Buffalo is now in the major leagues when it comes to children’s museums. No longer must Western New York families travel to Boston, Philadelphia, Indianapolis or Rochester to find world-class pavilions of play now that the Explore & More Ralph C. Wilson Jr. Children’s Museum has opened its doors.
Families braving the crowds at Canalside this weekend, whether gazing at tall ships or just out for a summer stroll, can take refuge inside the climate-controlled walls of the $29 million museum.
The photo opportunities afforded by the building’s panoramic views are alone worth the price of admission. On the ground level, the Low Bridge Cafe and Celebration Room give way to scenic looks at the water. An expansive look at all of Canalside and the nearby water is found on the museum’s rooftop.
Families will appreciate how the museum painlessly integrates history lessons into its interactive exhibitions and seven play zones. The Being Good Neighbors area teaches about our region’s diverse ethnic heritage, with examples of Yemeni, Puerto Rican and Seneca Nation culture.
The history of the Erie Canal, including lessons about locks and how electricity is produced, comes to life in the Moving Water area.
Other exhibits cover aspects of agriculture, construction, modern medicine and Western New York inventors, among other topics.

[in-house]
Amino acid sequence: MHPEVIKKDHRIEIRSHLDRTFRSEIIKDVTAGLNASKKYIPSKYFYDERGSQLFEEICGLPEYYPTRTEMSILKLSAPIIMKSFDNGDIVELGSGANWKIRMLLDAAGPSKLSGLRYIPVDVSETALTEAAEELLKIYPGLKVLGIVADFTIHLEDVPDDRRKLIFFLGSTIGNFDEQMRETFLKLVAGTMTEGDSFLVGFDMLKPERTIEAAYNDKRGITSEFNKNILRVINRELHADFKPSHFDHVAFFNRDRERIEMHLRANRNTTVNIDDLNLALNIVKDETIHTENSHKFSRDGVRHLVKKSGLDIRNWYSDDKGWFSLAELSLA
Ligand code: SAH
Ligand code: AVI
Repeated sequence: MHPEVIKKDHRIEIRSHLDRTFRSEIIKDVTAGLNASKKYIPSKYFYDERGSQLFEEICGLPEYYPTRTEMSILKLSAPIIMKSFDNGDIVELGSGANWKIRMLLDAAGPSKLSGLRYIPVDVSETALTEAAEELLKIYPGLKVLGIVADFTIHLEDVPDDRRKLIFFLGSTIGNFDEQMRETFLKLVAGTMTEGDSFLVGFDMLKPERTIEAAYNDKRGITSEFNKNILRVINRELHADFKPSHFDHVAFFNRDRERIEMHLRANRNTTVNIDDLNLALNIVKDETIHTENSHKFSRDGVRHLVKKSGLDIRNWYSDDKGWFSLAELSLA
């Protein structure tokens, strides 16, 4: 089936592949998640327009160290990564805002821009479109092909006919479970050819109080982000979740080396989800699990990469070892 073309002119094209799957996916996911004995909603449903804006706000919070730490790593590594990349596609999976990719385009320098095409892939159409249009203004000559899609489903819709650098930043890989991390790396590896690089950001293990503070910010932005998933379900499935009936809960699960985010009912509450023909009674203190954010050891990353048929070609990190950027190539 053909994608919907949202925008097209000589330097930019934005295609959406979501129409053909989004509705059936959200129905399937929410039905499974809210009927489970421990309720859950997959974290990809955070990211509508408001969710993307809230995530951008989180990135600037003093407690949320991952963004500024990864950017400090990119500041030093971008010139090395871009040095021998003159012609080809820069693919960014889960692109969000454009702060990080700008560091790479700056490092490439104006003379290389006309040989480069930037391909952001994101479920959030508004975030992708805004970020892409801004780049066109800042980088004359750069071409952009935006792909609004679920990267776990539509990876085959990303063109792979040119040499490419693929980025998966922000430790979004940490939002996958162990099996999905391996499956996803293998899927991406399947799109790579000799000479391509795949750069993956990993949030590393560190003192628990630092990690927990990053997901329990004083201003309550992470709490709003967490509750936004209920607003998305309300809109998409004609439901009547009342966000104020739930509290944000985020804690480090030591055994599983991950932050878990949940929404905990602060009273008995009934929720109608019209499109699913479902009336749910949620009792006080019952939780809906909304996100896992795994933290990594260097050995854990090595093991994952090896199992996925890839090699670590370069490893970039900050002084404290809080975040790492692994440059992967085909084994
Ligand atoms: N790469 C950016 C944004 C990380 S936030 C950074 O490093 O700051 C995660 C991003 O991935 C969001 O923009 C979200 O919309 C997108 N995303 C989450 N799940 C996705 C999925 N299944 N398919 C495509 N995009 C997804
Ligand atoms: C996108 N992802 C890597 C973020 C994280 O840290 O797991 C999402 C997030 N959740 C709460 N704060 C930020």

This being Buffalo, sports also get their place in the sun. The Playing Together zone is dedicated to letting kids get a taste of playing for a Buffalo sports team, including wearing the uniform. There is a miniature Jumbotron and depictions of Memorial Auditorium, the former home of the Buffalo Sabres and Buffalo Braves that once stood on the site occupied by the museum.
Playing Together is sure to be a favorite gathering spot for adults, some of whom might be looking to take a break from helping their progeny milk a plastic cow or power an electric light.
The history of the Erie Canal Harbor, terminus of the canal that moved goods and passengers from the East Coast across the Great Lakes after its creation in the early 19th century, is well-represented. There’s even a packet boat, accompanied by stories of youngsters who worked on the canal.
Explore & More has come a long way from its modest beginnings in a 5,000-square foot space in East Aurora, where it opened in 1994. The planned move to Canalside was announced in 2012, and the 43,000-square-foot museum finally opened in June.
The state’s Erie Canal Harbor Development Corp. gave $9 million toward the museum’s construction. The Ralph C. Wilson Jr. Foundation gave a $6 million matching grant and corporate and individual donors provided the rest of the funding.
The Erie Canal played a vital role in the spread of commerce to the American West. Explore & More may not get its page in American history books, but it can serve as another catalyst in Buffalo’s economic rebirth, providing further evidence that projects that were unimaginable here a decade ago are now coming to fruition.